The saga of Hereford’s uniform compliance, or non-compliance if you will, continued one evening in the lobby of the Hilton Hotel in Albuquerque, New Mexico. The hotel’s leather, over-stuffed lounges became a favorite vantage point for spotting the arrival and departure of the flight crews. One evening, I was relaxing in the lobby when Hereford meandered in, hatless, with his locks flowing customarily askew. He realized, I’m sure, that Walsh wouldn’t be in Albuquerque that night.

As he strutted past me, I noted the open collar on his tie-less shirt, but, in a blink, I was drawn to the white and tan saddle shoes he was wearing. Today, some would view Ted Hereford as a swinger, but back then saddle shoes were for sports and bobby-soxers. Hereford was indeed a sport.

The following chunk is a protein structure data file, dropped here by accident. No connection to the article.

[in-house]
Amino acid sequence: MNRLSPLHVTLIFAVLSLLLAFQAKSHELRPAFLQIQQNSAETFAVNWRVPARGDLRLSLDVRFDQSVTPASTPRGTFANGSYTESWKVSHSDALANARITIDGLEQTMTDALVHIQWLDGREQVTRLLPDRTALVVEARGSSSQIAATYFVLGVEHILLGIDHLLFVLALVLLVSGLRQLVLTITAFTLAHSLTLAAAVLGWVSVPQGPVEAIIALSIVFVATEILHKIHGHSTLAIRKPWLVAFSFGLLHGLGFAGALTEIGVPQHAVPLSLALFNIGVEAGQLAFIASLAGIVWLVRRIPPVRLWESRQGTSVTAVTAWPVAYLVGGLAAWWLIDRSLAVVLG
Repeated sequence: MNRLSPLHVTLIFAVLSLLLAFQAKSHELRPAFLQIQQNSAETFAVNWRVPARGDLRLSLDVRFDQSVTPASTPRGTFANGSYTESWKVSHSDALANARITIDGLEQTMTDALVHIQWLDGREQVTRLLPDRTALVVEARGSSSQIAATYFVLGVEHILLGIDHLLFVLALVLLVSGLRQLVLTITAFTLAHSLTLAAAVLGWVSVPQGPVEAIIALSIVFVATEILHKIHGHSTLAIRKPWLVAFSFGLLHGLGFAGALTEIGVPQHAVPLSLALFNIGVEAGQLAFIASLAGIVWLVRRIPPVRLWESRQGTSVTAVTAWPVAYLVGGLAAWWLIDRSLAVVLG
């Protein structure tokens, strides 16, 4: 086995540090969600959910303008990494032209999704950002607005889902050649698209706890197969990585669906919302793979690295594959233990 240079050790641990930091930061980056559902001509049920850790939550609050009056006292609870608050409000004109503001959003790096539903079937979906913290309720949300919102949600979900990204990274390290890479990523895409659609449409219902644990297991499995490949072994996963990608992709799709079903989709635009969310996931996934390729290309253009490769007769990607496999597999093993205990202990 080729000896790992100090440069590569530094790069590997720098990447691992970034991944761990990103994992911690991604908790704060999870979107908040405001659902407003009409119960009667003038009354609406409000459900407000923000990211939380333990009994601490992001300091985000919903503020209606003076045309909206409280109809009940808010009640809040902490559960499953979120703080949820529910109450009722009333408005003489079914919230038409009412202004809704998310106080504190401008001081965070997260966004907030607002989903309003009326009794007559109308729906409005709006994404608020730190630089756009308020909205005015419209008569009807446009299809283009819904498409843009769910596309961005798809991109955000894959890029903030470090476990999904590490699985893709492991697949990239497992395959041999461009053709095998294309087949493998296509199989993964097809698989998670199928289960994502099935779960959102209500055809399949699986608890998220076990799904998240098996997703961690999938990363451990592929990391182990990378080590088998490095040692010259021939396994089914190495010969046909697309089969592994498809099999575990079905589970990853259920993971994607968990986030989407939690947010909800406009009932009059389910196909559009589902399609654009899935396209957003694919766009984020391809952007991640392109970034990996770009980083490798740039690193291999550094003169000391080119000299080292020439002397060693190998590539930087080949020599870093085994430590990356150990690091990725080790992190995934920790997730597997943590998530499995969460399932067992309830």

Ted Hereford’s flare for casual attire could be subtle. Even when he appeared to be properly uniformed, close perusal revealed maroon polka dots in his otherwise navy tie! Ted ambled to a different drummer, which provided levity for his myriad of friends.

Perhaps casual may best describe Ted Hereford in more ways than his attire. In the cockpit he also was described as laid-back, even when the going was spiced with a less-than-routine incident -- stormy weather, mechanical troubles, or passenger problems. His affability never faltered. Hereford exuded an infectious confidence, and his cockpit demeanor helped break the monotony of the flight routine.

A classic example of his laissez faire attitude is demonstrated in a story he told about his first experience with flying. "I was late to school on day," he said, "running up the steps, while a buddy was coming down. I asked where he was going, and he said a barnstormer was in town and that he was headed for the airport to take a flying lesson. I told him to wait for me to get my motorcycle. I was going with him."